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North Channel Star

Rep. Gene Green to host annual job fair

Over 50 confirmed employers from the public and private sector will be participating and seeking to hire

NORTH CHANNEL – Congressman Gene Green invites constituents to his 13th Annual Job Fair on Monday, April 27th at San Jacinto College North from 10:00 a.m. to 2:00 p.m.

“We have employers coming from all over the Houston area, and job opportunities ranging from lifeguards to sales representatives to police cadets,” Green said.

“Changing careers or landing that first job can be challenging. Our hope is that this job fair creates a space where people can meet potential employers from a variety of industries and make that first connection or take that first step.”

The event is being organized in conjunction with Workforce Solutions and the North Channel Area Chamber of Commerce, and will host over 50 employers that are looking to fill full and part-time, and seasonal positions immediately.

In addition to job opportunities, Workforce Solutions will be offering assistance on interviewing skills and resume critiquing. Attendees should dress professionally and bring resumes. For a full list of participating employers, visit Congressman Gene Green’s website.

San Jacinto College North, Monument Room is located at 5800 Uvalde Road, Houston, TX 77049.

GP/JC COMMUNITY-INDUSTRY PARTNERSHIP: Panama Canal talk by Bill Diehl

CAPT. BILL DIEHL, USCG (RET) and President of the Port Bureau
CAPT. BILL DIEHL, USCG (RET) and President of the Port Bureau

GALENA PARK – Participants in the CIP heard industry reports of safety and emissions last month, but they also heard two interesting talks by industry leaders.

Derrick Bockius, plant manager of the new Kinder-Morgan facility in Galena Park reported that the plant was now on line, and producing about 50,000 gallons/day. This is Unit 1, and Unit 2 will go on line later this year, he said. The distillate product is being sent to local Galena Park companies, and to barges for export. Bockius said that the city of Galena Park should realize about $4 million yearly from this new plant.

Capt. Bill Diehl, president of the Greater Houston Port Bureau, made a detailed slide presentation on the status of the new Panama Canal work, and explained how it would affect commerce in the Houston Port area.

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Police chase ends in shooting, suspect killed

Suspect lies on ground, shot after a high-speed police chase. (Photo courtesy Allan Jamail)
Suspect lies on ground, shot after a high-speed police chase. (Photo courtesy Allan Jamail)

HOUSTON — A suspect is dead after a police chase ended in a shooting Wednesday morning in the North Shore/Channelview area.

According to police, the chase started after Houston Police Officers were conducting an operation near Highway 59 and Crosstimbers when they observed a car making unsafe lane changes. The chase began after a patrol unit did a traffic stop but the driver of the blue Chrysler 300 refused to stop and chase ensued at around 10:40 a.m.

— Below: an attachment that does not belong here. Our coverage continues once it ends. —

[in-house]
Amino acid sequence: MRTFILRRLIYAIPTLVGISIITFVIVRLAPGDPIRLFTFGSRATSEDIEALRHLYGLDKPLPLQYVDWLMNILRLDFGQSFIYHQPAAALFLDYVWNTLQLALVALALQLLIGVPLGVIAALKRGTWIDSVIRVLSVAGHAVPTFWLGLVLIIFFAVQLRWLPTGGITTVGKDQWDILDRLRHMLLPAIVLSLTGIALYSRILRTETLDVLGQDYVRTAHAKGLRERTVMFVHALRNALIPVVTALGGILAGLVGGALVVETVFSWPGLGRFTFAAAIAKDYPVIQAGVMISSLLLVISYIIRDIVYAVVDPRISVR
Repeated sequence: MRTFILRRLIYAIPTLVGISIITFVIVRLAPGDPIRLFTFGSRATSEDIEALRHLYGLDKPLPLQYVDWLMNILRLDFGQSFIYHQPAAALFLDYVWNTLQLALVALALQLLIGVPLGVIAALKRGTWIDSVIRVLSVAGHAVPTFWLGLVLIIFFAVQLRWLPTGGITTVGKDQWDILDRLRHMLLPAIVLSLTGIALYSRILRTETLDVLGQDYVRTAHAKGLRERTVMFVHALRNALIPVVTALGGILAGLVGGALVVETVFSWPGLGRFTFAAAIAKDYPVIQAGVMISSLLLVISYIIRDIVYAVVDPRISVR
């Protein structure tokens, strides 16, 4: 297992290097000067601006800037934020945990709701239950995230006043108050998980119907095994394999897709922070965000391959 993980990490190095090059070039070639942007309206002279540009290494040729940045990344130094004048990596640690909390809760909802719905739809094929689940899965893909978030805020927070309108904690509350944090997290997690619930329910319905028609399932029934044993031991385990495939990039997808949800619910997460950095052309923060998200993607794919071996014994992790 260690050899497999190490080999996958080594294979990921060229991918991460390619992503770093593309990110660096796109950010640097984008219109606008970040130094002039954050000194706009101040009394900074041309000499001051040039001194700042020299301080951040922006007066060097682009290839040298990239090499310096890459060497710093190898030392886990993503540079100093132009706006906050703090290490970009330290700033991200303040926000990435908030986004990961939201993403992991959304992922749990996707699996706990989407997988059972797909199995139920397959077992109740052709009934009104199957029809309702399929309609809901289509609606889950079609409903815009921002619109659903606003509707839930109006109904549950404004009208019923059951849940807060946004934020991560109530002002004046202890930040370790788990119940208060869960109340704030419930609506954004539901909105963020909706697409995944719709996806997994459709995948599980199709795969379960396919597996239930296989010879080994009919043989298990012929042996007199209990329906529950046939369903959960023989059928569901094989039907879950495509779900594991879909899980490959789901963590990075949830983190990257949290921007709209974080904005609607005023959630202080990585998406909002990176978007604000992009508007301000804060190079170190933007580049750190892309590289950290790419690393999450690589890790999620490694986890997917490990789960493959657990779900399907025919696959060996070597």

The suspect drove from the Eastex onto Beltway East, then south on the Sam Houston Tollway. Spike strips were used in an attempt to slow down the vehicle, but failed. The chase ended on Wallisville Road and N. Castlegory in Northeast Harris County where the suspect’s car crashed into a small white car. He then lost control and crashed his car into an SUV near the Wendell Ley YMCA.

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Channelview FFA auction highlights successful show

Madisyn Beach shows her Grand Champion Steer at the Channelview ISD Livestock Show at the Allen Hall Fairgrounds on April 11. Beach's steer sold for $6,000.
Madisyn Beach shows her Grand Champion Steer at the Channelview ISD Livestock Show at the Allen Hall Fairgrounds on April 11. Beach’s steer sold for $6,000.

The bids were going fast and furious between prospective buyers and students proudly showed their animals as the auction highlighted the conclusion of the 52nd annual Channelview ISD Livestock Show on Saturday, April 11.

As of press time, funds raised from the livestock sales were still being totaled. Funds from the event go toward the Channelview FFA Scholarship Fund.

The week-long event featured many livestock, horticulture and craft exhibits. In addition, the annual parade took place before the auction with the route traveling between Schochler Elementary and Channelview High School. Longtime FFA supporters and livestock show buyers Walter and Martha Tutor served as Grand Marshalls of the parade.

Of particular interest was the bidding for Madisyn Beach’s Grand Champion Steer, which earned $6,000 with Tutor Security’s winning bid. Alexis Brown’s Reserve Champion Steer also brought in quite a payday, as it was purchased by Tubular Services for $6,500.

Other major winners included:

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Stephens EKG bill passed in Texas House